Drainage ditches are also being removed from these areas to allow "rewetting". This creates swamp-like structures that can slowly develop into bogs – an important carbon store. 

  • Bison at Muna Münster provide grazing on the land. | © German Roamers
  • At Muna Münster, we ensure that bogs can develop over time - a significant store of carbon. | © Bundesforst
  • A herd of Przewalski's horses also ensures that the open areas at Muna Münster do not become overgrown. | © German Roamers

Wisentwald nature discovery trail

In October 2023, we opened the Wisentwald nature discovery trail, the only one of its kind in Germany, on the grounds of the Muna. The 1.5-kilometer-long trail offers exciting insights into the biological diversity on site at various stations and provides information about the forest ecosystem. From a barefoot trail and a viewing platform with panoramic views of bison and Przewalski's horses to graffiti artwork in 3D look on the walls of the old bunkers: the nature trail offers diverse and fun activities for the whole family. Together with the Federal Real Estate Agency and the municipality of Münster (Hesse), we are thus creating a special nature and learning site and further contributing to the ecological balance of the new expansion route.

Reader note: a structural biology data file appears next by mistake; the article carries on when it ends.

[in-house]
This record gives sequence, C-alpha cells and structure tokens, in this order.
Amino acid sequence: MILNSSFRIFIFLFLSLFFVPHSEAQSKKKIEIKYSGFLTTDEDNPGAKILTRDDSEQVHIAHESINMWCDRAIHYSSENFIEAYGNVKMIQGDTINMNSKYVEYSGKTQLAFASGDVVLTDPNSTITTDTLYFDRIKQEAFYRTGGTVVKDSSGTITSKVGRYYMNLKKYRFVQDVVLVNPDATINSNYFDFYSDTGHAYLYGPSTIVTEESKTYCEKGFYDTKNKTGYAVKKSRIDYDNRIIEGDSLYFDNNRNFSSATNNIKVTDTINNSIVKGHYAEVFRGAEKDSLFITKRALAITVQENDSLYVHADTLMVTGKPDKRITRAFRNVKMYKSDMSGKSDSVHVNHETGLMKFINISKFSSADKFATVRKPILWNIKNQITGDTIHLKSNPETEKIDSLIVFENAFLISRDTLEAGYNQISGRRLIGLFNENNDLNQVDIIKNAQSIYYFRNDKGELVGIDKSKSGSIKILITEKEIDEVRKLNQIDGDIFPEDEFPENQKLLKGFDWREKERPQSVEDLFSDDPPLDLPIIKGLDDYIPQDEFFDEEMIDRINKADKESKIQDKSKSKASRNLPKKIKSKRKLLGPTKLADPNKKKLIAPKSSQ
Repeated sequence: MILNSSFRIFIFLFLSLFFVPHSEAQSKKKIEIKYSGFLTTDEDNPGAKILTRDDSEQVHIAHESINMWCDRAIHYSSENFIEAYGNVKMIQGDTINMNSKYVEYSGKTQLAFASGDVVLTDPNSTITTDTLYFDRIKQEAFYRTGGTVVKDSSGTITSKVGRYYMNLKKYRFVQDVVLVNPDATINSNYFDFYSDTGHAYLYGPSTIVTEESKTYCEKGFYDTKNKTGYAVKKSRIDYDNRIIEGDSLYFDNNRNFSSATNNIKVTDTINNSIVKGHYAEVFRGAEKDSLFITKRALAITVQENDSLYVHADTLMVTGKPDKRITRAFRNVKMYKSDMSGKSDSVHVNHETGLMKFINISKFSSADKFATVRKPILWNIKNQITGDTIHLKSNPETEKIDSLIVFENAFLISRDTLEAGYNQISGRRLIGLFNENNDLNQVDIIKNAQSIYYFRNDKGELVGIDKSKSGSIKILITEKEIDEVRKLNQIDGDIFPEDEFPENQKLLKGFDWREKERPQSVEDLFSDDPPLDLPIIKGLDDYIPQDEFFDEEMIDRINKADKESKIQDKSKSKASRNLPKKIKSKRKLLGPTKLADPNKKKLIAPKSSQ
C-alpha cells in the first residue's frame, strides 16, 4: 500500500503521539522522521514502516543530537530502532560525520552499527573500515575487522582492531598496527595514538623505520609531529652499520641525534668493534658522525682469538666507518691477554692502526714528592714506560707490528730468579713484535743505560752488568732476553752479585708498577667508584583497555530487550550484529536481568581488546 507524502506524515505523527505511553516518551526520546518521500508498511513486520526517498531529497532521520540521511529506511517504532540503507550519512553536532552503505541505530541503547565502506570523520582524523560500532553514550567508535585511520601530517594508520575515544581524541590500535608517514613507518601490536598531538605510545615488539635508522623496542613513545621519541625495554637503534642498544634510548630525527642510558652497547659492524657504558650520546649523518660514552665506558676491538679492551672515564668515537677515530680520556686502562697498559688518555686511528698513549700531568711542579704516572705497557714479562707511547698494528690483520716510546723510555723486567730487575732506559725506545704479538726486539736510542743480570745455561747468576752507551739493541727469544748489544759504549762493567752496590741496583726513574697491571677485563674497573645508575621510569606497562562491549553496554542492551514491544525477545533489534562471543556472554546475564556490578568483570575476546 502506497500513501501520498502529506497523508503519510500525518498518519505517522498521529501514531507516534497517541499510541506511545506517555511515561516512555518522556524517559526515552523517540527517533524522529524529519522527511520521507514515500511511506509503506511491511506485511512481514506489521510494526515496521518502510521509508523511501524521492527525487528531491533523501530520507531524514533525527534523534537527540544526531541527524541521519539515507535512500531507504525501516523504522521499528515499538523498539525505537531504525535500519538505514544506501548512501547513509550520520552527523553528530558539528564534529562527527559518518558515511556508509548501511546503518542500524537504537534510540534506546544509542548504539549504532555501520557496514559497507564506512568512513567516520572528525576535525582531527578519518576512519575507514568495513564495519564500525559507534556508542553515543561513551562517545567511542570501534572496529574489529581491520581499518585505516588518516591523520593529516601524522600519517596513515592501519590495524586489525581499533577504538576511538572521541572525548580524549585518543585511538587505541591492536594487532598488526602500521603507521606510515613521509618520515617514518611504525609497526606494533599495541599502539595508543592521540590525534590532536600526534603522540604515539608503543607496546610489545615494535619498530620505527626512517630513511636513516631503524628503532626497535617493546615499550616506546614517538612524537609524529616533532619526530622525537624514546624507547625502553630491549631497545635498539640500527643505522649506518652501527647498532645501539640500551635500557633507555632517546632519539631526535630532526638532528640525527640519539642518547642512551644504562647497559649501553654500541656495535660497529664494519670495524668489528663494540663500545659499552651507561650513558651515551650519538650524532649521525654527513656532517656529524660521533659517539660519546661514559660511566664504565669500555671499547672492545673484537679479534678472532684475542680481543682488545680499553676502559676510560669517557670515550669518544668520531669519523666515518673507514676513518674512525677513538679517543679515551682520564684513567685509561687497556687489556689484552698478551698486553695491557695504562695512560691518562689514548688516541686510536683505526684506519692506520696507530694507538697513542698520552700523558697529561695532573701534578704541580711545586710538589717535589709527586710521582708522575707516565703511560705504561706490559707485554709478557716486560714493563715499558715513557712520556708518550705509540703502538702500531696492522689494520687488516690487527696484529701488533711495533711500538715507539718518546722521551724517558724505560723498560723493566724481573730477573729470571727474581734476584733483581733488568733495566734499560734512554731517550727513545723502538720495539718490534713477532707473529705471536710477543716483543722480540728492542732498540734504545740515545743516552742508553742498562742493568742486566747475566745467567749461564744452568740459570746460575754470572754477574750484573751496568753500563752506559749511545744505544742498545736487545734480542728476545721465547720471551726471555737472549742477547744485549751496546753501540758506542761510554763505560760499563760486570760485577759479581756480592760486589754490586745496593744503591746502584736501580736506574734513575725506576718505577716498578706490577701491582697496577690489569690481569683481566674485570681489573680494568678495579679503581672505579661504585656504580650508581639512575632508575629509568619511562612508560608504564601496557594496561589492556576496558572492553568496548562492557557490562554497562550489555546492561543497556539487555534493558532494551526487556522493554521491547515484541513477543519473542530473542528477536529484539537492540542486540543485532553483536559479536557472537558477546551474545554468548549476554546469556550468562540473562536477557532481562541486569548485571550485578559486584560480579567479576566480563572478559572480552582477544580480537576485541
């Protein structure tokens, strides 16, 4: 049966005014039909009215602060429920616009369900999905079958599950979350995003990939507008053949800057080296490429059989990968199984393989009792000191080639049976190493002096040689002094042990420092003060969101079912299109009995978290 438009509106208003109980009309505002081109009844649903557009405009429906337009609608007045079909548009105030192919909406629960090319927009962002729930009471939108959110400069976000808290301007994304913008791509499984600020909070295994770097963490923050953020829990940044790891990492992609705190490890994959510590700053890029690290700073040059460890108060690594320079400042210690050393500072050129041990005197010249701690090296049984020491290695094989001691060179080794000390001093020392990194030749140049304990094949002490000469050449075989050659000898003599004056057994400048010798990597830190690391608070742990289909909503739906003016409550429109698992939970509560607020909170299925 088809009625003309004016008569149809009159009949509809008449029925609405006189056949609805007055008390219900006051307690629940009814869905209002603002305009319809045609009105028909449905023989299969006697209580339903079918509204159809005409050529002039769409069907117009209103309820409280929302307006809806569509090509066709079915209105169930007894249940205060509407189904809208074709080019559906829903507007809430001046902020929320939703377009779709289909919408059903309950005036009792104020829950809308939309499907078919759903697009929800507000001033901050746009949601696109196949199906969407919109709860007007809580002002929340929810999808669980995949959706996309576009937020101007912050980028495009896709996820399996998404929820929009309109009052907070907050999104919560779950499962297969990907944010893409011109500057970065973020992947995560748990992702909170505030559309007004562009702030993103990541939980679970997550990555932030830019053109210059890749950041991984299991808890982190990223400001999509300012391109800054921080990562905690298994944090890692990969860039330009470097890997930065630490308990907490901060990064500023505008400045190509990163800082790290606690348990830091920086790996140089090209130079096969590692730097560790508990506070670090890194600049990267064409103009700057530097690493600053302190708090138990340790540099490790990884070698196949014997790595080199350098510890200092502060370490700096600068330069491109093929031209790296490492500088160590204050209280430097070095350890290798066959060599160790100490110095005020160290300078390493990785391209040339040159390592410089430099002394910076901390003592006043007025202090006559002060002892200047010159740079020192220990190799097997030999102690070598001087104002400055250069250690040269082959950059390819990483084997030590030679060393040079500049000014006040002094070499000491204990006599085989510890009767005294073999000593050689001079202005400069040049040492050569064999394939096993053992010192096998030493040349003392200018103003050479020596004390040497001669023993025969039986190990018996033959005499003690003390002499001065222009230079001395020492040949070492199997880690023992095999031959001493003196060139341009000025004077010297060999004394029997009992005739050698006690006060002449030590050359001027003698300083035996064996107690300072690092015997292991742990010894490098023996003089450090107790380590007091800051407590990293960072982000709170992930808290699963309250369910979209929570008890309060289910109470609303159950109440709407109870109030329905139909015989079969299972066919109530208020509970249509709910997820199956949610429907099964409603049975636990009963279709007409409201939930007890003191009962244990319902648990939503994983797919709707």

• 3D Zeichnung eines Wisent zu sehen im Naturlehrpfad | © Tanja Radloff
  • 2 Infotafeln im Naturlehrpfad Wisentwald | © Tanja Radloff
  • Wisent und Kalb stehen auf einer Weide, zu sehen vom Naturlehrpfad aus | © Tanja Radloff

Beckertanne – inland dunes along the power line

Beneath the high-voltage power lines in the forest to the west of Darmstadt, we are working together with Ökoagentur Hessen to restore a former dune landscape in the "Binnendünen Stromtrasse Beckertanne" project. For several decades, the power lines here ran just 20 meters above the ground, meaning that the land beneath had to be kept free of trees and was regularly mown. This created a long strip of species-rich, sandy dry grassland and steppe grasses. When mowing ceased after the modernization of the power line, which now runs at a height of 50 meters, the forest began to reclaim the area. Rare species and habitats disappeared. In 2018, we therefore began restoring the old dune landscape together with Ökoagentur für Hessen. Since then, sheep have been used to graze the land. The wind has formed new dunes using sand excavated from construction sites around Darmstadt. The open sandy areas and the abundance of flowers provide habitat and food for numerous insects, attracting many species of birds and bats. Reptiles also find plentiful feeding and breeding places here.

  • In the project "Binnendünen Stromtrasse Beckertanne" we provide for the restoration of a former dune landscape. | © Ökoagentur für Hessen/Patrick Steinmetz